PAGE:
Trivia: 
None of the former Yugoslav countries made it through to the final, the first time there has been no representation from there since 1985.
About the songs: 
Amandine BourgeoisAmandine Bourgeois France - Amandine Bourgeois - L'enfer Et Moi (French)
Music/Lyrics: David Salkin/Boris Bergman

The French usually send a song that is chic and sophisticated but that you feel will not do as well on the night as it should. In a few years time, this song will still sound good while others from this contest will attract a bemused response and thoughts of “how did that make the final?” Amandine smouldered on stage and sold her soft rock song very well.

 Andrius PojavisAndrius Pojavis Lithuania – Andrius Pojavis – Something (English)
Music/Lyrics: Andrius Pojavis/Andrius Pojavis

This was the big surprise qualifier from the first semi-final. While it is a pleasant enough song and was given an adequate performance, it didn’t sound strong enough to make the final. Having got there, he made the most of his chance, playing to the camera for all he was worth. 

 Aliona MoonAliona Moon Moldova – Aliona Moon – O Mie (Romanian)
Music/Lyrics: Pasha Parfeny/Yuliana Scutaru

Aliona grew in stature during her performance, literally! She maintained her concentration as she was raised into the air, her dress extending so that the bottom stayed rooted to the floor. In fact, her dress was the showpiece of the three minutes, designed in such a way as to allow lighting effects to glow through it. It was a wise move to sing in Romanian as the English lyrics are very repetitive, slightly taking the edge off a very good song.

 Krista SiegfridsKrista Siegfrids Finland – Krista Siegfrids – Marry Me (English)
Music/Lyrics: Krista Siegfrids, Erik Nyholm, Kristoffer Karlsson, Jessica Lundström/Krista Siegfrids, Erik Nyholm, Kristoffer Karlsson, Jessica Lundström

And the award for worst lyrics goes to…..Finland! Krista was adorned in one of the most inappropriate wedding dresses ever designed and, although she tried her best, the whole thing was twee and irritating. The three ‘male’ backing dancers transformed themselves into bridesmaids near the end. The blatant political statement at the end of the performance should have resulted in disqualification if rules were to be adhered to, but all things considered, that was never likely to happen.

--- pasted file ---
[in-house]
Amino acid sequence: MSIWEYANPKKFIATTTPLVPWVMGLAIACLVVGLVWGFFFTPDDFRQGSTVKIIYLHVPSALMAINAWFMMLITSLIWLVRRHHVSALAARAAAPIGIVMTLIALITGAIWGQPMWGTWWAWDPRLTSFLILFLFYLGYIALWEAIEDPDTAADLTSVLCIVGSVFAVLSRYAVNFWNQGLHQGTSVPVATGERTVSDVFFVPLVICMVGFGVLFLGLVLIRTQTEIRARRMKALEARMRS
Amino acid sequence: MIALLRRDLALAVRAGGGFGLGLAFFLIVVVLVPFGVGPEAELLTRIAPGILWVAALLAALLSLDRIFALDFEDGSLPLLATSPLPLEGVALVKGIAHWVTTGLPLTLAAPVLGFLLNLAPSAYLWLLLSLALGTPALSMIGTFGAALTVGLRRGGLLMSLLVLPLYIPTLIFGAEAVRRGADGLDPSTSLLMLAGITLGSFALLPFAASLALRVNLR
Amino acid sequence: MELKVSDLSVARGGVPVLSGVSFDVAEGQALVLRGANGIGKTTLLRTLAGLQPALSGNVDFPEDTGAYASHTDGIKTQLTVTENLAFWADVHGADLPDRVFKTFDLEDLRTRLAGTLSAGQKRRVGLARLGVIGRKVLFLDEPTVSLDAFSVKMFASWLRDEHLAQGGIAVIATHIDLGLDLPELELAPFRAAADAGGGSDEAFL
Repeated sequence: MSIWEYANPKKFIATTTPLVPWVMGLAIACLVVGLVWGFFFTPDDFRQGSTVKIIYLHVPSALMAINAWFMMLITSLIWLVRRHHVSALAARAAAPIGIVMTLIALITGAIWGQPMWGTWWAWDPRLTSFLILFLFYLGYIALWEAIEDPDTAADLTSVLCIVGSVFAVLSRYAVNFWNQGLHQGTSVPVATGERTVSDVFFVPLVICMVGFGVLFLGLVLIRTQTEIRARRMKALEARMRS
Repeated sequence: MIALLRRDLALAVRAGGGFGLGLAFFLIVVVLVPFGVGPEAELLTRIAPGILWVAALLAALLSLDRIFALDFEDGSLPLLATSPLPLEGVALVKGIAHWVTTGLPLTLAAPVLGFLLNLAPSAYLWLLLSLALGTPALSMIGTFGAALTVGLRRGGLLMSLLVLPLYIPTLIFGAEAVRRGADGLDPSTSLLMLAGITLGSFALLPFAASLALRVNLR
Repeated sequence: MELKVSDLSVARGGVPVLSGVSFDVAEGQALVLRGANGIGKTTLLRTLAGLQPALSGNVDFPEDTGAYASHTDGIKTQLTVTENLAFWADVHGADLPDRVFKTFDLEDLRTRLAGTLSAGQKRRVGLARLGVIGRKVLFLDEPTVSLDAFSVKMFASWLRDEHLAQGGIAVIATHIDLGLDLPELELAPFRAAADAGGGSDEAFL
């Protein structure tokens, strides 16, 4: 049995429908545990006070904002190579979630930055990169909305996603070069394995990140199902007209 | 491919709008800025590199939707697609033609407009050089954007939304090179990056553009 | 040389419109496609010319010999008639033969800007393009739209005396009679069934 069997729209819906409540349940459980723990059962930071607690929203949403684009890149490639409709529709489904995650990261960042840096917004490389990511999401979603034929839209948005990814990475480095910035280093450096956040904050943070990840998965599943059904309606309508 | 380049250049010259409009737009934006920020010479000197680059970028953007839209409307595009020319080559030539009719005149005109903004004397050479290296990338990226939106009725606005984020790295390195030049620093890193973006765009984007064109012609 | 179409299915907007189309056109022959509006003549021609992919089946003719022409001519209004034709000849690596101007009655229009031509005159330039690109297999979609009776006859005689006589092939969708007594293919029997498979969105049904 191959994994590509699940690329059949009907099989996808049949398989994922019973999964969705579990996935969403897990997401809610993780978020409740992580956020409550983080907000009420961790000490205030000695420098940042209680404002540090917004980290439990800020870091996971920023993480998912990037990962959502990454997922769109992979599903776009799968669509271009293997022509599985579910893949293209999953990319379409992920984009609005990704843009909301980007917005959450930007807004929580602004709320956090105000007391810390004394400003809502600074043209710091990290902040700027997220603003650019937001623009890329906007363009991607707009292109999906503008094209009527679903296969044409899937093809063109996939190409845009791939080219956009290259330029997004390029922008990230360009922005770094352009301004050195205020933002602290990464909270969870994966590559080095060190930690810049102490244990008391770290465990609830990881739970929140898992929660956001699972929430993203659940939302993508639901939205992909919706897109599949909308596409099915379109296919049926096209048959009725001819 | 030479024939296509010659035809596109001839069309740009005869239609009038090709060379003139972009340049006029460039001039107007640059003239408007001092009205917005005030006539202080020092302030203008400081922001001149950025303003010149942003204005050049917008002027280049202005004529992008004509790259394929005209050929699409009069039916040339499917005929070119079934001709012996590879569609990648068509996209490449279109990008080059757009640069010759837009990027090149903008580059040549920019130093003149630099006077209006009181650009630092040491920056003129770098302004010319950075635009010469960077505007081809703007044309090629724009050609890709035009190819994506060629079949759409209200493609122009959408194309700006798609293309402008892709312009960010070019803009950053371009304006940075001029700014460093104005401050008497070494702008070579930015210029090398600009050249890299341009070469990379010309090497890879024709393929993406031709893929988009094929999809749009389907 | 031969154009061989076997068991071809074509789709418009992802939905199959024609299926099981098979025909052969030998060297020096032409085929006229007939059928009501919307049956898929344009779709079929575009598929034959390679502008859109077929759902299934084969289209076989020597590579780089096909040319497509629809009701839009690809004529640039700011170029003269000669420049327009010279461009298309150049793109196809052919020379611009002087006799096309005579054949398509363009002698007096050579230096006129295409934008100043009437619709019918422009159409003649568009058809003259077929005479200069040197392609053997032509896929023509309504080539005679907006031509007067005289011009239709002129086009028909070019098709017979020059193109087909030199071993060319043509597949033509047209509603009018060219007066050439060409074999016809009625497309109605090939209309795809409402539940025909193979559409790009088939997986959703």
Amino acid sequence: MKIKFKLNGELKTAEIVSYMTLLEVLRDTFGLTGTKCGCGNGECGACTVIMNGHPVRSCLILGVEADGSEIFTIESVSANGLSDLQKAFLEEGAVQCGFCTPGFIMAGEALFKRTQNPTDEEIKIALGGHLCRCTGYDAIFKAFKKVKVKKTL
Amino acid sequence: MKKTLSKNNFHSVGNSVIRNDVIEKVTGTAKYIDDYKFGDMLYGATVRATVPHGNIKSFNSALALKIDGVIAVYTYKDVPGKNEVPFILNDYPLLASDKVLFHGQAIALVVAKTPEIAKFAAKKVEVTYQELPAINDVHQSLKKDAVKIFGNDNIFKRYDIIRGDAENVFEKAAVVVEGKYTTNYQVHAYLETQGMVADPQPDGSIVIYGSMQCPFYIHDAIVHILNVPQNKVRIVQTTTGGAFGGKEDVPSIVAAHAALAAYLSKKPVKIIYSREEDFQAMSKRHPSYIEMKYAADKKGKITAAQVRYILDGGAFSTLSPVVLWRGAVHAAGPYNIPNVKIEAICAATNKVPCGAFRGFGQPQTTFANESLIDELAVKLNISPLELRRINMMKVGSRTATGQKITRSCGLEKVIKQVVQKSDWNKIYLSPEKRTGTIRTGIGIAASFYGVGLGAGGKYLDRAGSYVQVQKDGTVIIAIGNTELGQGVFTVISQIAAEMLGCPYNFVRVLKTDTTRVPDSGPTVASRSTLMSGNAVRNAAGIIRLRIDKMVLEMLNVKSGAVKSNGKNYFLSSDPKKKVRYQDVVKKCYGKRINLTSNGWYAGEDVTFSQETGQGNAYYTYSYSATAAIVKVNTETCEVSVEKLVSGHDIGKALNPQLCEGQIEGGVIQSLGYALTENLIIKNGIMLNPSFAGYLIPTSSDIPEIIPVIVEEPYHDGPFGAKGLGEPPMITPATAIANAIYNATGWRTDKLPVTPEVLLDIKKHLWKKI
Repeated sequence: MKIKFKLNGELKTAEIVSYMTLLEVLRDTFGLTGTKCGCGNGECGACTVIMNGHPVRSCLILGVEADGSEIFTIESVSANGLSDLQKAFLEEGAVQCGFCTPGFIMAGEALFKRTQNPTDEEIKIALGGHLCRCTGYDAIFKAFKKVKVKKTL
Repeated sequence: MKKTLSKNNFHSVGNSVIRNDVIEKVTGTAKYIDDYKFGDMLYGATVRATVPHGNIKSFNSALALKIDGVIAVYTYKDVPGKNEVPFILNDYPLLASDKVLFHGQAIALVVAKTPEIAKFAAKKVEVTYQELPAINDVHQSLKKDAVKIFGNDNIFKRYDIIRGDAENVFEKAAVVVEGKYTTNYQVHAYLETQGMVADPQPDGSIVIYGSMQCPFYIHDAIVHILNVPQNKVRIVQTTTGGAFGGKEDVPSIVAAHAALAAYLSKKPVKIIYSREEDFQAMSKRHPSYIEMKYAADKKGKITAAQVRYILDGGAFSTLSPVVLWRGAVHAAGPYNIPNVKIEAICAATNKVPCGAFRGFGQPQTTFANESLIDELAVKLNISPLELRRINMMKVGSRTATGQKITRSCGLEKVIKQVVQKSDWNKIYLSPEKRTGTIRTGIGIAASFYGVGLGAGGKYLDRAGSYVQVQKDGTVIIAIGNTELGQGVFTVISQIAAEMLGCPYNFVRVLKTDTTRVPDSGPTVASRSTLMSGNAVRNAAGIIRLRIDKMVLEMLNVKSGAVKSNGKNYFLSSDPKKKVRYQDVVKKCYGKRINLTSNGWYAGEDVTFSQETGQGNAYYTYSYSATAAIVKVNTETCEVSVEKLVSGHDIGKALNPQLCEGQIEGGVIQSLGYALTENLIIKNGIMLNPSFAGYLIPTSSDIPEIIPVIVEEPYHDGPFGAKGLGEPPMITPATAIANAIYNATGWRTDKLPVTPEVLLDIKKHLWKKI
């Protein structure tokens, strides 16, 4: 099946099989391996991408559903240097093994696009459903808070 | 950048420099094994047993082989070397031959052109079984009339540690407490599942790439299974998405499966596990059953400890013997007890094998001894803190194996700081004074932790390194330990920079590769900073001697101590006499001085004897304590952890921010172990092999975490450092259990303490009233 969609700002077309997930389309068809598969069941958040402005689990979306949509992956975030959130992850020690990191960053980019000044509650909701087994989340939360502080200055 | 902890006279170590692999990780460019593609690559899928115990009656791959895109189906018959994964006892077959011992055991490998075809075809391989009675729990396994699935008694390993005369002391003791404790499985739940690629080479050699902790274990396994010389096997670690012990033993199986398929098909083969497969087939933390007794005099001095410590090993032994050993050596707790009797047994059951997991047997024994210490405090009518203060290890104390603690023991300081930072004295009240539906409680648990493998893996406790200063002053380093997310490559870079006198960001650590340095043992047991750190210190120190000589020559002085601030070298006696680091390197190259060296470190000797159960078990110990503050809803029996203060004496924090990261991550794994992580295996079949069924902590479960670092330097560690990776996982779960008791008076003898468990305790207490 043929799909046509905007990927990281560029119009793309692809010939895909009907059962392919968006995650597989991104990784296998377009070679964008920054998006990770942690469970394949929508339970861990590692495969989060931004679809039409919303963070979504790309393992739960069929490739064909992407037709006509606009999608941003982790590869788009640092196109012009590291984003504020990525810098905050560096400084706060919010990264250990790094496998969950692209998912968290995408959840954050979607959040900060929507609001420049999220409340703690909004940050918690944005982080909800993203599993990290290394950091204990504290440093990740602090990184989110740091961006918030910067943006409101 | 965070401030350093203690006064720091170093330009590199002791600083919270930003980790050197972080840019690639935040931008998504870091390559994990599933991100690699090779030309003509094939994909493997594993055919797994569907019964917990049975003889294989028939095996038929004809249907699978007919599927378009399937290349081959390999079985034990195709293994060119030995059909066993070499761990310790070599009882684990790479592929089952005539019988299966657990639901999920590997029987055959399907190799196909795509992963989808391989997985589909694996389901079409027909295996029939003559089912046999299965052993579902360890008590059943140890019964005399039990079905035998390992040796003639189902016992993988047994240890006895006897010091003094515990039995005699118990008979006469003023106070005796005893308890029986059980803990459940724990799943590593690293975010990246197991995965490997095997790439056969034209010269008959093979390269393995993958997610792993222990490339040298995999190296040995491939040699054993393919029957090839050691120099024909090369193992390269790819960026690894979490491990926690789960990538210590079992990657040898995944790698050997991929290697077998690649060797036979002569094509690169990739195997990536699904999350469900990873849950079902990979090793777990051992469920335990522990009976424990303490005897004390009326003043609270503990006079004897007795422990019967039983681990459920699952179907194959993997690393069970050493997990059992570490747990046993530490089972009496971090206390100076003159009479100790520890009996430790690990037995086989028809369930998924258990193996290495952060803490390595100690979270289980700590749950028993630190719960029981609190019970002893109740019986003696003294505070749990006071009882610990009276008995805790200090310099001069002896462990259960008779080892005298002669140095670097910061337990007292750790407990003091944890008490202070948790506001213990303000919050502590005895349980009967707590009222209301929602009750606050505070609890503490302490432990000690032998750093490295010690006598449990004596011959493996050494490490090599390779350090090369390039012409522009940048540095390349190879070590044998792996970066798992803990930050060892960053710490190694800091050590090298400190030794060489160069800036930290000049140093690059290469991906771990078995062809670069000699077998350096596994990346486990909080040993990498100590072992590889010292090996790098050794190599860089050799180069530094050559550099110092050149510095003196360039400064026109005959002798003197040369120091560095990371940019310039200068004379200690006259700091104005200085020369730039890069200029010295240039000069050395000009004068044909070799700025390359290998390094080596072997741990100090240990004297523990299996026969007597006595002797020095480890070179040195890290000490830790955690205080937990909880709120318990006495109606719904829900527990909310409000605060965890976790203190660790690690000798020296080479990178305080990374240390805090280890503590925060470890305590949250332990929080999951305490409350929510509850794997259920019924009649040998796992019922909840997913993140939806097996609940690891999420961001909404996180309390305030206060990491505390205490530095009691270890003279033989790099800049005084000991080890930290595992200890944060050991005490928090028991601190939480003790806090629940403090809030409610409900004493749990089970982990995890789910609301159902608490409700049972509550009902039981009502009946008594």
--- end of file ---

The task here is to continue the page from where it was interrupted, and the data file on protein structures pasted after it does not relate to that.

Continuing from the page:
ESDMESDM Spain – ESDM - Contigo Hasta El Final (Spanish)
Music/Lyrics: Raquel del Rosario, David Feito, Juan Suárez/Raquel del Rosario, David Feito, Juan Suárez

Is this the Spanish entry or another Irish song? Celtic sounds abound and lead singer Raquel del Rosario’s voice even has a Celtic lilt to it. Once the song gets going, it’s actually a very pleasant listen. The problem is that it takes too long to get to that stage. 

 Roberto BellarosaRoberto Bellarosa Belgium – Roberto Bellarosa – Love Kills (English)
Music/Lyrics: Iain James, Jukka Immonen/Iain James, Jukka Immonen

Another talent show winner, another nervous performance! Chosen from one of the most bizarre national selections of the season, the version presented in Malmo was much improved on the version that won the Belgian final. If love didn’t kill him, the choreography might! Two sour-faced dancers surrounded Roberto, looking like they were being forced to dance for their supper. Helpfully, the lyrics were shown on the video wall in the unlikely event the viewers wanted to sing along. 

 Birgit OigemeelBirgit Oigemeel Estonia – Birgit Oigemeel – Et Uus Saaks Alguse (Estonian)
Music/Lyrics: Mihkel Mattisen/ Mihkel Mattisen, Silvia Soro

Simplicity was the order of the day for the Estonians. Birgit’s gentle ballad was given a simple presentation, which started in black and white. Even the video wall was not over-used (something to be grateful for these days) showing uncomplicated yellow images throughout. 

 Alyona LanskayaAlyona Lanskaya Belarus – Alyona Lanskaya – Solayoh (English)
Music/Lyrics: Marc Paelinck/Martin King

Occasionally, a good song is ruined by the staging. The two performing monkeys prancing around Alyona like an ancient Belarusian mating ritual added nothing, neither did her emergence from a giant glitter ball at the start. Not that most men would have noticed as they would have been staring at what there was of Alyona’s dress. Solayoh is easily strong enough to stand on its own two feet and was one of the catchiest songs of the night. You’ll still be singing it long after you listen to it, you know you will!